To the Editor:
We write as students of the W. E. B. Du Bois Department of Afro-American Studies at UMass Amherst in response to the anti-black emails as well as the excessive white terror experienced by Black people on this campus. This is something that is experienced with a seasonal regularity among Black students at UMass: it seems that every fall we are asked to both endure and respond to racist assaults on our mere presence here. Black students deserve more. Changes are being made without consulting us and without university-wide efforts to gather a sense of what Black students actually want and need.
We are disturbed by the absence of mention of the W. E. B. Du Bois Department of Afro-American Studies in Chancellor Subbaswamy’s email sent out to the university and the press. We want to remind the university that this campus houses a historic department of Black Studies, one of the very first in the nation, and one borne out of student protests and demands for a curriculum and program that represented and served Black students on campus. The Du Bois Department continues to do the work of supporting Black students and educating UMass’ student population about the history of blackness and anti-black racism in the modern world; it does this with minimal faculty members. During the fall of 1968, 100 Black students protested the beating of their fellow Black community member from Springfield by a group of white UMass students. On November 8th 1968, Black students blared their 21 demands over a bull-horn and declared their fight against the administration by proclaiming they “want yes answers on all points by Monday noon, or [they] be back with bigger and better things” (Boston Globe, 1968). We found this source in the Special Collections and University Archives at the Du Bois Library. We honor their words and want to uplift their demands, especially their demand that AfroAm would remain in Mills House (currently New Africa House).
The Black organizers of the era were able to shift a dormitory into a space that now houses countless AfroAm classes, the Center for Women and Community, the Shirley Graham Du Bois reading room, and the Augusta Savage Gallery. Space in the building has been given away to other university units and offices over time. We wonder how these Black organizers would feel knowing the ways in which NAH has been strategically mistreated and under maintained, and how resources have been directed away from the department over time.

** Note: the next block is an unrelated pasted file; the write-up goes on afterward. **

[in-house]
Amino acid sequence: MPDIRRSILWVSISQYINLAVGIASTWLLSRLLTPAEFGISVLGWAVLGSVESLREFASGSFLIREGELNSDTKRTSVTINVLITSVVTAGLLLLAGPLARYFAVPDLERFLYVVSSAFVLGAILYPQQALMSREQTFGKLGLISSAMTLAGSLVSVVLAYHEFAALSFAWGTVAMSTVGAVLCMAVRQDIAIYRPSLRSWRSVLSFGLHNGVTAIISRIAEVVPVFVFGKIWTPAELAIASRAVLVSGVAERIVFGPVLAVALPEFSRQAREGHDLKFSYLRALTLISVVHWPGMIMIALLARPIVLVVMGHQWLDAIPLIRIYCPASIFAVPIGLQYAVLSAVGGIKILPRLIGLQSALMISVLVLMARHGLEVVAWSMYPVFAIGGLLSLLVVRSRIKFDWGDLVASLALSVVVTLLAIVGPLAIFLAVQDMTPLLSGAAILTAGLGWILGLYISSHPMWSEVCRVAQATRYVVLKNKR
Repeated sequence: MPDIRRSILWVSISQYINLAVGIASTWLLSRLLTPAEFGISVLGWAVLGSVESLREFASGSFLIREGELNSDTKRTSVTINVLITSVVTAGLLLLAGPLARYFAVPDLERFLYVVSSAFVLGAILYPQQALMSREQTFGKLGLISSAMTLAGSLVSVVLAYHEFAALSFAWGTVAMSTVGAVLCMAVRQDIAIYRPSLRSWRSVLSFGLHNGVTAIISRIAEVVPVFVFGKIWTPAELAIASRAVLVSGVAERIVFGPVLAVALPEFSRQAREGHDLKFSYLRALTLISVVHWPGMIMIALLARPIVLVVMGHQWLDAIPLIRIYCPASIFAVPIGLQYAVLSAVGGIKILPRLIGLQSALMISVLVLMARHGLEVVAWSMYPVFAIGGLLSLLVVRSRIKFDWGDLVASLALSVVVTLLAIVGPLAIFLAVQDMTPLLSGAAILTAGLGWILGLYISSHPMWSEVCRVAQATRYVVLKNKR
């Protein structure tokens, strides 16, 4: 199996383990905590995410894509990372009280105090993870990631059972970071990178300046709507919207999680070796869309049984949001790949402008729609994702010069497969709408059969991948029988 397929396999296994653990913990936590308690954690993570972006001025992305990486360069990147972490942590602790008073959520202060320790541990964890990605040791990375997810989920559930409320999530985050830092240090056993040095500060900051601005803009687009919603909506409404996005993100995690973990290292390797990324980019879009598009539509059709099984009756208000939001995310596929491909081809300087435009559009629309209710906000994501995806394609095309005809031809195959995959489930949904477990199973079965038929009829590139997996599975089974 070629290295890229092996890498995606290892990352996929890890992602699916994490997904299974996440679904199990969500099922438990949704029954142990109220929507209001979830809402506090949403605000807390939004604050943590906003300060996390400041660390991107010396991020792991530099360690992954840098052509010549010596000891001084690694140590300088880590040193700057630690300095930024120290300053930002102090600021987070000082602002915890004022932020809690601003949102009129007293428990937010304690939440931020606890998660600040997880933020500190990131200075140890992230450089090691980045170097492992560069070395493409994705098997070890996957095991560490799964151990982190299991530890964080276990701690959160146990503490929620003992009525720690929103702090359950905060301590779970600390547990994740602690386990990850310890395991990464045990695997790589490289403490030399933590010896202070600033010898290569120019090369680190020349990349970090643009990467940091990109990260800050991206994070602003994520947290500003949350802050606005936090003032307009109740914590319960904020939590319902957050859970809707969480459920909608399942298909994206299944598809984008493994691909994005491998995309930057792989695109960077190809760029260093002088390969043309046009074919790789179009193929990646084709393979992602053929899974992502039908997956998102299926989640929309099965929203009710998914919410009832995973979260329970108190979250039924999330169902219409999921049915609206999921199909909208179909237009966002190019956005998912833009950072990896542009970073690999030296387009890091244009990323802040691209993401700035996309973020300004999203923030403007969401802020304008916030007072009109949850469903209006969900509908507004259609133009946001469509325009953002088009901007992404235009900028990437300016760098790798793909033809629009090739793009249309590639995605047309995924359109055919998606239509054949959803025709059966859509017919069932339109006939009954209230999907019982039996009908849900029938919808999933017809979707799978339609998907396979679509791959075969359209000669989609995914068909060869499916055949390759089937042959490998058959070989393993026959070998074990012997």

Since no one has asked us what we want, we thought we would state it in this venue:
First, we want a direct investment in Black Students on campus.
Second, we want material investment in the Department of Afro-American Studies.
Third, we want space that will help us feel safe and supported.
The Du Bois Department, like what has been offered to the Center for Racial Justice, should receive economic support from the administration and there should be more tenured professors of color within the department. There should be spaces to create and foster community within NAH and the building should be a safe haven for both students of color and their clubs and organizations. There is an evident disregard by UMass of the impact and sociopolitical labor being added to the field of Black Studies. Professors and students are constantly forced to move and act from a point of scarcity. When acts of white terror ensue, we are asked to educate and support the entirety of the UMass community when we can’t even fully support Black students and Afroam majors because of the lack of adequate staffing in the department.
We want to revisit the communal practices and spaces within New Africa House during the 20th century. From Caribbean dining to fresh haircuts in the basement, we want resources and space that will allow us to build, foster, and sustain a community due to the systemic erasure of New Africa House by the administration. The fourth floor of New Africa House, which currently operates as a swing space, should be returned to the Department of Afro-American Studies and turned into a student space. We want it to be a space for Black students to be able to study and work. Given all that we are asked to endure and respond to in the campus culture, it is difficult to focus on our actual studies, the reason why we are here.
Finally, to Black students on this campus: we see you, we hear you, we affirm your experiences on this campus. We want to collaborate and redefine how we can actively be in solidarity with each other.
Students of the W. E. B. Du Bois Department of Afro-American Studies, UMass Amherst